Creating Packages and DLLs

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Dynamic link libraries (DLLs) are modules of compiled code that work in conjunction with an executable to provide functionality to an application. There are two typical uses of dynamic link libraries. The first is to use a repository of external DLLs written by a third party (for example, Microsoft). The second is to write your own DLLs that you want to share between your programs, and another application in a different programming language. A good example of how to use a third party's DLLs in RAD Studio is how Delphi uses the Microsoft Windows interface.

Look in the installed sources for RAD Studio:

C:\Program Files (x86)\Embarcadero\Studio\22.0/source/Win32/rtl/win/

In the WinInet.pas file, look for:

winetdll = 'wininet.dll';

Following this definition are several references to procedures in this dll:

function CommitUrlCacheEntry;          external winetdll name 'CommitUrlCacheEntryW';
function CommitUrlCacheEntryA;          external winetdll name 'CommitUrlCacheEntryA';
function CommitUrlCacheEntryW;          external winetdll name 'CommitUrlCacheEntryW';

CommitUrlCacheEntry is the name RAD Studio uses to reference the first procedure. CommitUrlCacheEntryW is the name of the procedure in wininet.dll. RAD Studio will then put Wininet in the uses clause and start using CommitUrlCacheEntry. wininet.dll must be in the current directory, or in the system PATH defined in the Environment Variables.

The interface for the CommitUrlCacheEntryW dll can be examined through the MSDN website:

WinINet Functions (MSDN)

The second use of DLLs is to write your own DLLs to be used in a program outside of RAD Studio. Create a new project in the app like this:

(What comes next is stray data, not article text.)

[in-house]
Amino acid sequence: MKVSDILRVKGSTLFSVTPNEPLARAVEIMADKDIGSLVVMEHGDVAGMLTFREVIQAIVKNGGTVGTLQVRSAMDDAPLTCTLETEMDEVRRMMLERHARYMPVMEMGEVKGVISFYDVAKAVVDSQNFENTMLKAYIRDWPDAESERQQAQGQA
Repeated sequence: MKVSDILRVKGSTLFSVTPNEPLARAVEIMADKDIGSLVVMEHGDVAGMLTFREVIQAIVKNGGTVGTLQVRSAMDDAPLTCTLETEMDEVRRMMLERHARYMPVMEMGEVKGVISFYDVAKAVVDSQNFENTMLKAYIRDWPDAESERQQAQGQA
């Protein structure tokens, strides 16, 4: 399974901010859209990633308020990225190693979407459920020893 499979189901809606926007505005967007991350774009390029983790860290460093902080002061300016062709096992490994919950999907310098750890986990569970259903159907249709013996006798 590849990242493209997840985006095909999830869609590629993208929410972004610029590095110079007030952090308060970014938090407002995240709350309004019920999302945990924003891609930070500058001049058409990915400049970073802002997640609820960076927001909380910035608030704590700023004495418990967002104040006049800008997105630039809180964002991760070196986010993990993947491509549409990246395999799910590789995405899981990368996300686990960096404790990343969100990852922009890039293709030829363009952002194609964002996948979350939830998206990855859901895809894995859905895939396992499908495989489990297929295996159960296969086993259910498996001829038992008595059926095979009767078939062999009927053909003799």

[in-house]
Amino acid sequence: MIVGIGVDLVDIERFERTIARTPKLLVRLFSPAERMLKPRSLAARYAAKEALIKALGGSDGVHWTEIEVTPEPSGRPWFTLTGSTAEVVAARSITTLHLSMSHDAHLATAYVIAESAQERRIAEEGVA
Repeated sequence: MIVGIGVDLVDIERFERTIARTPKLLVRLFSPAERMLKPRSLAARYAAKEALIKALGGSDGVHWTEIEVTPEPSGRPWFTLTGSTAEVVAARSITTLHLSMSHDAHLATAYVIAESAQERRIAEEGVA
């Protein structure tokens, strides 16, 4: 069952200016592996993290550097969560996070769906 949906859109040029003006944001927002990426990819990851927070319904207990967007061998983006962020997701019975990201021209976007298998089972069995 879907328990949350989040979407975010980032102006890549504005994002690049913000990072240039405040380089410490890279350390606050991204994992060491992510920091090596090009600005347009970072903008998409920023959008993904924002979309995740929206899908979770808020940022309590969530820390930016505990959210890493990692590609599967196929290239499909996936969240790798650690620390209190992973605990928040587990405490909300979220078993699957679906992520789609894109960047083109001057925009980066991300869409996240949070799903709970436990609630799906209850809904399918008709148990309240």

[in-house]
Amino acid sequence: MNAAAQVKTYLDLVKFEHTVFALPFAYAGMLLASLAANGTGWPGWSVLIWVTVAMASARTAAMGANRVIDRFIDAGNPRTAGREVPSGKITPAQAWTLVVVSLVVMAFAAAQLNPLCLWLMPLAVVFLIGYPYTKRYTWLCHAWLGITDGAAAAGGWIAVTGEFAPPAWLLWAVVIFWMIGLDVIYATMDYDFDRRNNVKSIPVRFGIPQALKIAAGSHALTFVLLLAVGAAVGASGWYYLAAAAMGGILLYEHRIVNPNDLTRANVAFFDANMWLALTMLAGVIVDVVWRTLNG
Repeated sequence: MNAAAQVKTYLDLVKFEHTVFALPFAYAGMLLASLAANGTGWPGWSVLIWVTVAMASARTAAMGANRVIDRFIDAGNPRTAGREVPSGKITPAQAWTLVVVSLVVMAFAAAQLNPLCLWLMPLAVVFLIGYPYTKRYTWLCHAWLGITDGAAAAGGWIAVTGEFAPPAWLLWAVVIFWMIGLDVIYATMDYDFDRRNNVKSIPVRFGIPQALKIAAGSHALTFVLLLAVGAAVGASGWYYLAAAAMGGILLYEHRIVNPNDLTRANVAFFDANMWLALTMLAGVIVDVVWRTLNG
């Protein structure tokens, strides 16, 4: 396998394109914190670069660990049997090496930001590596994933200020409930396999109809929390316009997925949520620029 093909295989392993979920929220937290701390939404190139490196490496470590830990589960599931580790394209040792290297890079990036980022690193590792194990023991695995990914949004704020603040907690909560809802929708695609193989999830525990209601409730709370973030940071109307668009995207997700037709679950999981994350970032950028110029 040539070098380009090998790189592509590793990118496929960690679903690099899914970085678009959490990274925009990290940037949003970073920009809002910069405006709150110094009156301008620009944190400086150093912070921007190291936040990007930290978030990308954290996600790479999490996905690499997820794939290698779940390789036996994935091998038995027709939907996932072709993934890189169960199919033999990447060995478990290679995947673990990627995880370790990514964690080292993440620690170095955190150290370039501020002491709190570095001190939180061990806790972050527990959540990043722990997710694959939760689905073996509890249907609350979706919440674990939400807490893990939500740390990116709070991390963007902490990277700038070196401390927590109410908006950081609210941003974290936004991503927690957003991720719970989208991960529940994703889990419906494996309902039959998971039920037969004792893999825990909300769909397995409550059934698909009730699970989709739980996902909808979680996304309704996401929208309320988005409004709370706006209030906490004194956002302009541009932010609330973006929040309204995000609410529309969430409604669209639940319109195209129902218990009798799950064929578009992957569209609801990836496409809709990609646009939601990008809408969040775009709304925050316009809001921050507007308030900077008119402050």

File > New > Other > Delphi Projects > Dynamic-link Library

File > New > Other > C++Builder Projects > Dynamic-link Library

Compile and build a DLL by using Run/Parameters, and browse for the executable of the host application.

Packages are special DLLs used by Delphi applications, the IDE, or both. There are two kinds of packages: runtime packages and design-time packages. Runtime packages provide functionality to a program while that program is running. Design-time packages extend the functionality of the IDE.

DLLs and libraries should handle all exceptions to prevent the display of errors and warnings through Windows dialogs.

The following compiler directives can be placed in library project files:

Compiler directives for libraries :

  Compiler Directive         Description
{$LIBPREFIX 'string'} Adds a specified prefix to the output file name. For example, you could specify {$LIBPREFIX 'dcl'} for a design-time package, or use {$LIBPREFIX} to eliminate the prefix entirely.
{$LIBSUFFIX 'string'} Adds a specified suffix to the output file name before the $LIBVERSION string, if present, and the extension. For example, use {$LIBSUFFIX '-mytools'} in something.dpr to generate something-mytools.bpl.
{$LIBVERSION 'string'} Adds a version extension to the output file name preceding the .bpl extension. For example, use {$LIBVERSION '2.1.3'} in something.dpr to generate something.2.1.3.bpl.

For more information on packages, see Working with Packages and Components - Overview


See Also